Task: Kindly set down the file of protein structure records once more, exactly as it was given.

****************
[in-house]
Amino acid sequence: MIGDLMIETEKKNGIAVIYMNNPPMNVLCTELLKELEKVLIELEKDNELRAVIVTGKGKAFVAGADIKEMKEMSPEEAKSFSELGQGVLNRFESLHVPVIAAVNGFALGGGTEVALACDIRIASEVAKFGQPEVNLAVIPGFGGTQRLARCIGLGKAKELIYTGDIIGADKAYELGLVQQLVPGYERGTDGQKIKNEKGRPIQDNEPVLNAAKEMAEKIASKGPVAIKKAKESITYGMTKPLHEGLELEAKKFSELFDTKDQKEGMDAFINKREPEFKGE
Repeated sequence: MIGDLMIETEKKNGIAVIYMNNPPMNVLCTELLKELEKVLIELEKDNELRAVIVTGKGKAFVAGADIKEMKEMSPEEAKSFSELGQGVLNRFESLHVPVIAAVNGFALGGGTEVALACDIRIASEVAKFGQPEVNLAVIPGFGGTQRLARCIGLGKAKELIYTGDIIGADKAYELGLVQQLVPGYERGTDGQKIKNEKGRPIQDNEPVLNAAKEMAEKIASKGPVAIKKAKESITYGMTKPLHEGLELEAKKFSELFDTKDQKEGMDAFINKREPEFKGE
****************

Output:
[in-house]
Amino acid sequence: MIGDLMIETEKKNGIAVIYMNNPPMNVLCTELLKELEKVLIELEKDNELRAVIVTGKGKAFVAGADIKEMKEMSPEEAKSFSELGQGVLNRFESLHVPVIAAVNGFALGGGTEVALACDIRIASEVAKFGQPEVNLAVIPGFGGTQRLARCIGLGKAKELIYTGDIIGADKAYELGLVQQLVPGYERGTDGQKIKNEKGRPIQDNEPVLNAAKEMAEKIASKGPVAIKKAKESITYGMTKPLHEGLELEAKKFSELFDTKDQKEGMDAFINKREPEFKGE
Repeated sequence: MIGDLMIETEKKNGIAVIYMNNPPMNVLCTELLKELEKVLIELEKDNELRAVIVTGKGKAFVAGADIKEMKEMSPEEAKSFSELGQGVLNRFESLHVPVIAAVNGFALGGGTEVALACDIRIASEVAKFGQPEVNLAVIPGFGGTQRLARCIGLGKAKELIYTGDIIGADKAYELGLVQQLVPGYERGTDGQKIKNEKGRPIQDNEPVLNAAKEMAEKIASKGPVAIKKAKESITYGMTKPLHEGLELEAKKFSELFDTKDQKEGMDAFINKREPEFKGE